Big Tulips: John Bell Stoneware

    Extraordinary early three-gallon John Bell stoneware jug, to be sold October 31 by Crocker Farm, Inc.
Extraordinary early three-gallon John Bell stoneware jug, to be sold October 31 by Crocker Farm, Inc.

Many agree that John Bell was one of the most creative American potters of the 19th century, with a highly diverse product line unlike most of his contemporaries. His career spanned over fifty years in Hagerstown, MD, Winchester, VA, and Waynesboro, PA, and during that time his products included cobalt-decorated utilitarian stoneware, simple and high-styled redware in a wide variety of forms and glazes, various molded household objects, and molded and hand-modeled animal figures. Bell’s works are included in some of the nation’s finest private folk art and museum collections, including The Metropolitan Museum of Art, Henry Ford Museum, Museum of Early Southern Decorative Arts, and Winterthur. This icon of American folk pottery is perhaps best known for his distinctive dotted tulip decoration, usually consisting of circular or oval petal flanked by thinner petals and accented with a series of brushed cobalt dots lining the top edge of the blossom.

The dotted tulip motif is commonly found on Bell’s salt-glazed stoneware, often applied over a kaolin slip to improve the color of the clay and decoration. The design is also frequently found applied in manganese on the unglazed exteriors of some of his redware jar forms. It is also seen, albeit very rarely, applied in cobalt on Bell’s redware over a glazed surface, most notably on his celadon-glazed redware jugs and pitchers. One such jug bears the initials “C F B,” indicating it was likely made by Bell’s son, Charles Frederick Bell. Two other examples of this style can be seen on p. 31 of George and Connie Manger’s Pottery of the Shenandoah and Cumberland Valleys.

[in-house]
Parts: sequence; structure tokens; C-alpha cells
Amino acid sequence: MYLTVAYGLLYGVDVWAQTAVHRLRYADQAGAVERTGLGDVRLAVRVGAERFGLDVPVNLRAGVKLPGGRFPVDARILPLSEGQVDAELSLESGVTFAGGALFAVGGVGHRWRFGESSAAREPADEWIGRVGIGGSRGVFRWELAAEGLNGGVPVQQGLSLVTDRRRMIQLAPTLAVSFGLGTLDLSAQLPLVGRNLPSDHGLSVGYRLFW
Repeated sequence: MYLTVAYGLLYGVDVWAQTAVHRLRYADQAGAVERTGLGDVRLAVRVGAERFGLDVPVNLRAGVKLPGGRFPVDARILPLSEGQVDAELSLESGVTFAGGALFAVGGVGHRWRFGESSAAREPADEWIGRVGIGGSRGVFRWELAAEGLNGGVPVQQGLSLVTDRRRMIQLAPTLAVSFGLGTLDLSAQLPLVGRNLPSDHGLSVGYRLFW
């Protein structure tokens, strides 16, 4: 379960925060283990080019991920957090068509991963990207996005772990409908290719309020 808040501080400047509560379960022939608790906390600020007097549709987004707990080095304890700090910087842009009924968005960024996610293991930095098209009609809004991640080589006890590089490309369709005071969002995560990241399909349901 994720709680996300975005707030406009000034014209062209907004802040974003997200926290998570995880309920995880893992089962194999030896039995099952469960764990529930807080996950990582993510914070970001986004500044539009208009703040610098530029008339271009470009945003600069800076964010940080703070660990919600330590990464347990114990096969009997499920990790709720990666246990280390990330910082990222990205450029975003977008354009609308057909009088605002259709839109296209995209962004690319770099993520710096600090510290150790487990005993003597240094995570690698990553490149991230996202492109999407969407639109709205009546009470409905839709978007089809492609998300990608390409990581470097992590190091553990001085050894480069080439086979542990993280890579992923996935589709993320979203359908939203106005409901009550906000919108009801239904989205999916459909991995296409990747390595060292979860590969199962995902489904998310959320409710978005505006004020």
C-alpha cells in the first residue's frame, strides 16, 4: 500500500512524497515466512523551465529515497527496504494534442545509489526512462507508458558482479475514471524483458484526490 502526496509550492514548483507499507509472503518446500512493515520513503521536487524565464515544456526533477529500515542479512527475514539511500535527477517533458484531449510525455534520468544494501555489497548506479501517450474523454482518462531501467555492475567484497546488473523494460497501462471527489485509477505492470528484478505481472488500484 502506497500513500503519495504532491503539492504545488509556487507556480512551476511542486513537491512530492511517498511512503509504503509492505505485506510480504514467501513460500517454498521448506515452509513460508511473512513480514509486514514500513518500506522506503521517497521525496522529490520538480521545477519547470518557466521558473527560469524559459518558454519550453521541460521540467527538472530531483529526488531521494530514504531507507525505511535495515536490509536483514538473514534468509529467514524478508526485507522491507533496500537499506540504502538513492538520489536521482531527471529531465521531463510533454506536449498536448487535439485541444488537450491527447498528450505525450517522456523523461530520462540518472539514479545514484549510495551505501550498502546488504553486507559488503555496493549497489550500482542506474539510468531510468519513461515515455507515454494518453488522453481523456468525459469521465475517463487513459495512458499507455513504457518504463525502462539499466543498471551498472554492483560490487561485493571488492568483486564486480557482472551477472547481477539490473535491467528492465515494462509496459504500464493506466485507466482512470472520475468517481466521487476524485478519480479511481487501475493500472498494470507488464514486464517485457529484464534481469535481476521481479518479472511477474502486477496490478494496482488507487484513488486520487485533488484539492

Opposite side of John Bell jug.
Opposite side of John Bell jug, to be sold October 31.

Two early examples of John Bell redware pictured in H.E. Comstock’s The Pottery of the Shenandoah Valley Region are decorated with a tulip design, which can be viewed as a precursor to his dotted tulip motif. Both were made before 1845, when he began producing stoneware.  A very rare large-sized redware jar, pictured on page 116, plate 4.96, is decorated with an extensive cobalt tulip design over a whitish slip. A phenomenal tin-glazed teapot, pictured on page 126, plate 4.132, is decorated with a similar, vertical design in brown and green slip. Both of these early examples feature a ball-shaped petal flanked on each side by two very thin petals. Neither exhibits the dotted embellishment known on pieces produced years later.

As is the case with most stoneware decorators, it is unknown what inspired Bell to make this his trademark decoration, though it bears a resemblance to PA toleware decoration of the period (Comstock, p. 117). It appears that Bell’s tulips did not go unnoticed. Dotted brushwork on the floral designs of stoneware produced by John Young from Harrisburg, PA, circa 1854, and Samuel Irvine  of Newville, PA, circa 1865,  indicate that Bell’s style was probably being emulated by competitors in the state.